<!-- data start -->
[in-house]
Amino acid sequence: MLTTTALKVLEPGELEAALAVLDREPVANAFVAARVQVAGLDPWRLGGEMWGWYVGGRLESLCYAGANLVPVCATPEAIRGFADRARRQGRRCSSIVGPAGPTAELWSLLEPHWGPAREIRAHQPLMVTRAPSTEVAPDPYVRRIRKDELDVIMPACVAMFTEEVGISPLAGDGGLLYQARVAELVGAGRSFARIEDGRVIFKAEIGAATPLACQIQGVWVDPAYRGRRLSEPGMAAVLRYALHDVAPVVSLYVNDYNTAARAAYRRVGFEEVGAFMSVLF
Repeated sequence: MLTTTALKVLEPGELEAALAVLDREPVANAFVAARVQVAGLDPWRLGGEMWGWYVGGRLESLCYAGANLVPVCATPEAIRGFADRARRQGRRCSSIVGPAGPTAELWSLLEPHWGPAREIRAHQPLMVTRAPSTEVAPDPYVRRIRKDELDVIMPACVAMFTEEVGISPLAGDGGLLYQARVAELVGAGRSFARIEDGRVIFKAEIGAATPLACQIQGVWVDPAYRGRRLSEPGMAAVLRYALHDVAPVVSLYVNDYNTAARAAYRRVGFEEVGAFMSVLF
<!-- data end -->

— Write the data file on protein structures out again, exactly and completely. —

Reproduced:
[in-house]
Amino acid sequence: MLTTTALKVLEPGELEAALAVLDREPVANAFVAARVQVAGLDPWRLGGEMWGWYVGGRLESLCYAGANLVPVCATPEAIRGFADRARRQGRRCSSIVGPAGPTAELWSLLEPHWGPAREIRAHQPLMVTRAPSTEVAPDPYVRRIRKDELDVIMPACVAMFTEEVGISPLAGDGGLLYQARVAELVGAGRSFARIEDGRVIFKAEIGAATPLACQIQGVWVDPAYRGRRLSEPGMAAVLRYALHDVAPVVSLYVNDYNTAARAAYRRVGFEEVGAFMSVLF
Repeated sequence: MLTTTALKVLEPGELEAALAVLDREPVANAFVAARVQVAGLDPWRLGGEMWGWYVGGRLESLCYAGANLVPVCATPEAIRGFADRARRQGRRCSSIVGPAGPTAELWSLLEPHWGPAREIRAHQPLMVTRAPSTEVAPDPYVRRIRKDELDVIMPACVAMFTEEVGISPLAGDGGLLYQARVAELVGAGRSFARIEDGRVIFKAEIGAATPLACQIQGVWVDPAYRGRRLSEPGMAAVLRYALHDVAPVVSLYVNDYNTAARAAYRRVGFEEVGAFMSVLF